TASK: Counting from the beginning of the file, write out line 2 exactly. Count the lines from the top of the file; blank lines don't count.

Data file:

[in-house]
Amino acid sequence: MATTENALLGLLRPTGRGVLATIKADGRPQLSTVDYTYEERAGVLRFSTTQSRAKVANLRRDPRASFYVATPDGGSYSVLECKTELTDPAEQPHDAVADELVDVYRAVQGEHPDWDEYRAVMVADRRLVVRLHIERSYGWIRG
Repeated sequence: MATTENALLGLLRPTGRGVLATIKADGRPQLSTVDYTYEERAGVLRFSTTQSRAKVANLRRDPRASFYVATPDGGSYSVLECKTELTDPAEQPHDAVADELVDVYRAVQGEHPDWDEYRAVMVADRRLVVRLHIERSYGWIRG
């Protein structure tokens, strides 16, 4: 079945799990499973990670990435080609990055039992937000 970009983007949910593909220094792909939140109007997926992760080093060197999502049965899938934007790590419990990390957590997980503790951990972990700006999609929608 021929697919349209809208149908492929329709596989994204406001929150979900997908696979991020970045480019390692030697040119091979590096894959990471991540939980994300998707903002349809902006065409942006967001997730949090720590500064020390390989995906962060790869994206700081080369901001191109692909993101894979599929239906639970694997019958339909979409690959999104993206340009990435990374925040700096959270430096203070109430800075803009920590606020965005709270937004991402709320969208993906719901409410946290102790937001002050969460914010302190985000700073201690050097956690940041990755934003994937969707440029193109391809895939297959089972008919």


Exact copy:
Amino acid sequence: MATTENALLGLLRPTGRGVLATIKADGRPQLSTVDYTYEERAGVLRFSTTQSRAKVANLRRDPRASFYVATPDGGSYSVLECKTELTDPAEQPHDAVADELVDVYRAVQGEHPDWDEYRAVMVADRRLVVRLHIERSYGWIRG